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The Chapter 7 bankruptcy discharge and possible creditor actions

| Jun 2, 2021 | Chapter 7 Bankruptcy

Floridians who are facing mounting debt and want to get into a better financial situation may want to consider bankruptcy. Chapter 7 bankruptcy is generally the easiest way to clear what is owed including credit cards, medical expenses and other unsecured debts. Once the case is complete, the debtor will receive a bankruptcy discharge. While the process is relatively straightforward and people filing for Chapter 7 can retain certain properties depending on their value, there are still potential challenges that might arise with the discharge. That includes the creditor objections or continuing to try and collect on a debt after the discharge has been granted.

Creditor objections to a discharge

While people in general can expect eligible debts to be discharged in a Chapter 7 bankruptcy, it is not an absolute right. A creditor or a trustee can lodge an objection. When the case is filed, the creditors are informed and they will have a deadline to object. To do this, a complaint must be filed prior to that deadline. There will then be a lawsuit called an adversary proceeding. If the trustee objects, it may be due to the debtor failing to provide all the necessary information in the case. Or it might be because the debtor committed an illegal act such as committing perjury or destroying records. In a bankruptcy case, it is vital to adhere to the legal requirements and understand that creditors can object.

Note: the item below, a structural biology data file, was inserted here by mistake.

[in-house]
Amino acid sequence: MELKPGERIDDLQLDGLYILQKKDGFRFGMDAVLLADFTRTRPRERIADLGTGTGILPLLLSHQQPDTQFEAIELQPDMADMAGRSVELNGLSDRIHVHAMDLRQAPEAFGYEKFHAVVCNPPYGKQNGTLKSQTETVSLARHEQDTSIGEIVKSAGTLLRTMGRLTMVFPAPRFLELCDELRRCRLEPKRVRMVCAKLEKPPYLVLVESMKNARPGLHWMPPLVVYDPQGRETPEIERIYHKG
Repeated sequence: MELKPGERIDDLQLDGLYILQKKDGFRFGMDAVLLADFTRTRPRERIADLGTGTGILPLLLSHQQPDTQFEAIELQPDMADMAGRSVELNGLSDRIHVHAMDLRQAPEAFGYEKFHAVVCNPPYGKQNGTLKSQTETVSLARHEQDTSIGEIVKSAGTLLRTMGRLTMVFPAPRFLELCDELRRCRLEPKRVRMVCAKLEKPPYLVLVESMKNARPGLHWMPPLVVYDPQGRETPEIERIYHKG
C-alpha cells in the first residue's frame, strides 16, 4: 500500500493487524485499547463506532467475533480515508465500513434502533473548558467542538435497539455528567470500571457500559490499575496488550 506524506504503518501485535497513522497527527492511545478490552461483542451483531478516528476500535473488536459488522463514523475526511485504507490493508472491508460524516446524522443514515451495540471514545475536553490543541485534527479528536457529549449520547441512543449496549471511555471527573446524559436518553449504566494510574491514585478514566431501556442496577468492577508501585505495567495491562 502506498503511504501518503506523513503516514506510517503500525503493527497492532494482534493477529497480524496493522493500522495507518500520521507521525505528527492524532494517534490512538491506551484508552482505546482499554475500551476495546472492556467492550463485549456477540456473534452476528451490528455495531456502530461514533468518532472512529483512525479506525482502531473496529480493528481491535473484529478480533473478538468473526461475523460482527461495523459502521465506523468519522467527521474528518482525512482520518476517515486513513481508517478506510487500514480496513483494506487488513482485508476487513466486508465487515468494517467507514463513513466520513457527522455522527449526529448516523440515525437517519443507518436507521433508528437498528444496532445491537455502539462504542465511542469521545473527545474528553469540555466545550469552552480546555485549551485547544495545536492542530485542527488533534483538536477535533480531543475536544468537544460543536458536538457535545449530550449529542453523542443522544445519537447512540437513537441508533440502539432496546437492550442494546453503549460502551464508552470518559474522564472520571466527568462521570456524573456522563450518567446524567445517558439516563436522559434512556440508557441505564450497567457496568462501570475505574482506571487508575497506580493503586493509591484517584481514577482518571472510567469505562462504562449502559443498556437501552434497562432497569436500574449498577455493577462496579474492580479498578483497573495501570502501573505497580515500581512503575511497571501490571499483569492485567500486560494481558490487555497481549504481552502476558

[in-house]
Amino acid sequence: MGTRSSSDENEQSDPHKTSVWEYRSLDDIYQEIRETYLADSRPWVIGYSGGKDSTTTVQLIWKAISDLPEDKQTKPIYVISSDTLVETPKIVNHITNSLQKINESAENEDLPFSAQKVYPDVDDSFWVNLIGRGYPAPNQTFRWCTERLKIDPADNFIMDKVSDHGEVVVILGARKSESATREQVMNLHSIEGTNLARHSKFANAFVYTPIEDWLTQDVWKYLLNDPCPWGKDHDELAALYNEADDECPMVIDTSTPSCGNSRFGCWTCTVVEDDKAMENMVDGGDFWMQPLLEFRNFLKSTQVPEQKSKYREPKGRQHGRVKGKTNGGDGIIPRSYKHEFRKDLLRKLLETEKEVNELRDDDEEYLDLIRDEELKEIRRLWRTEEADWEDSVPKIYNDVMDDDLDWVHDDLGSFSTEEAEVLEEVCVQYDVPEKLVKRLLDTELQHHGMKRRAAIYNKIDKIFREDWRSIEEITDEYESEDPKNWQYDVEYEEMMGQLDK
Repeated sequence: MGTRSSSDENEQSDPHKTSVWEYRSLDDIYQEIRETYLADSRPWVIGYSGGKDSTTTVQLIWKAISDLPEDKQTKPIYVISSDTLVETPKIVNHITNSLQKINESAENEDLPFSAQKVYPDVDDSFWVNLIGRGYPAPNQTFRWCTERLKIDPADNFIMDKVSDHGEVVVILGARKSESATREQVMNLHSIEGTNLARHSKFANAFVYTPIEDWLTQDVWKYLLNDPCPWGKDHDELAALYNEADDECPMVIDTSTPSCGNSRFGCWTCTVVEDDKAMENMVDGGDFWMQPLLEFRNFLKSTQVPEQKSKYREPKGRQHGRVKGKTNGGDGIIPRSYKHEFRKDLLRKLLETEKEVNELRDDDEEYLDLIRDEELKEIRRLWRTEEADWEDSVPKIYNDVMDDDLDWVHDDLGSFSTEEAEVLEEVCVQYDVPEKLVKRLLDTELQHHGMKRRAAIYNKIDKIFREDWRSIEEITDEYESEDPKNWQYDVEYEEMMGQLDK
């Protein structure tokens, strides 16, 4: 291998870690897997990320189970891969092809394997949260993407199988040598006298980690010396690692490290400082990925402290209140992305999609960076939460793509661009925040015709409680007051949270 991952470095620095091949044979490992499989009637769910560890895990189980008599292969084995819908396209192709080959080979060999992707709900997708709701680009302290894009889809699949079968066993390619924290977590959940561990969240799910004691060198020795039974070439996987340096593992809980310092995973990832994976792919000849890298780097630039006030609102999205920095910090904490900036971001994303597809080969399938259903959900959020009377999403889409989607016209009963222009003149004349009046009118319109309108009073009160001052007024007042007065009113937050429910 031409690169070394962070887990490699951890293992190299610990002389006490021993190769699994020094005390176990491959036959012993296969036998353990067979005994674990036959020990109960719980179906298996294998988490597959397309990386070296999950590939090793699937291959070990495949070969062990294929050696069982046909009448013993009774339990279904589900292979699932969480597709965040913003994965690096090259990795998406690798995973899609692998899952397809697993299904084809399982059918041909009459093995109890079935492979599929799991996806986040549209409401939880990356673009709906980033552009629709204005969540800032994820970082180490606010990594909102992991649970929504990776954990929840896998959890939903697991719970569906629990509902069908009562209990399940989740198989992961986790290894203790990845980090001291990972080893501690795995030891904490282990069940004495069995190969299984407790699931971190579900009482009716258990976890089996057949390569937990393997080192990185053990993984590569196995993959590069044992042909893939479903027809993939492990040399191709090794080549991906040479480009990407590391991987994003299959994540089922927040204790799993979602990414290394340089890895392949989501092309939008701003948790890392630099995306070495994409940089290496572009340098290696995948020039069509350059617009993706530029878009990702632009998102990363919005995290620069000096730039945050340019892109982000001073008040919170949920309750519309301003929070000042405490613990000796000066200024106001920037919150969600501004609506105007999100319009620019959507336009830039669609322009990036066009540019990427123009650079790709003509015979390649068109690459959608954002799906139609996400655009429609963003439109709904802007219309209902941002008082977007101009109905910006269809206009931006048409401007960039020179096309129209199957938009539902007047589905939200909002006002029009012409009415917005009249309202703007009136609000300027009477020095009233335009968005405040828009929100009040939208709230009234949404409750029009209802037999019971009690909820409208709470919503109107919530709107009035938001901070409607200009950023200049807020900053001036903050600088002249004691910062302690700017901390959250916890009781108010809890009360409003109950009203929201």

Creditors may still try to collect on a discharged debt

In some instances, a creditor might continue trying to collect on a debt even after the debtor has received a discharge through Chapter 7. If this happens, a motion can be filed to report that the creditor is doing this. The case might be reopened so the court can check if this is a violation of the discharge. Legally, once a debt is discharged, the creditor cannot act to collect on it. That includes the creditor filing a lawsuit. Sanctions can be issued to penalize the creditor for this violation.

Being protected before, during and after a bankruptcy is imperative

The bankruptcy laws can be complicated and people are sometimes confused about how creditors will respond when a person files for Chapter 7 bankruptcy. Although these circumstances sound somewhat unusual, they do happen. From the start, it is beneficial to have professional guidance not just to prepare for the case and provide all the necessary information, but to deal with these issues with the discharge and creditor actions. Consulting with those experienced in these cases can help a debtor move forward in a better financial situation through bankruptcy.

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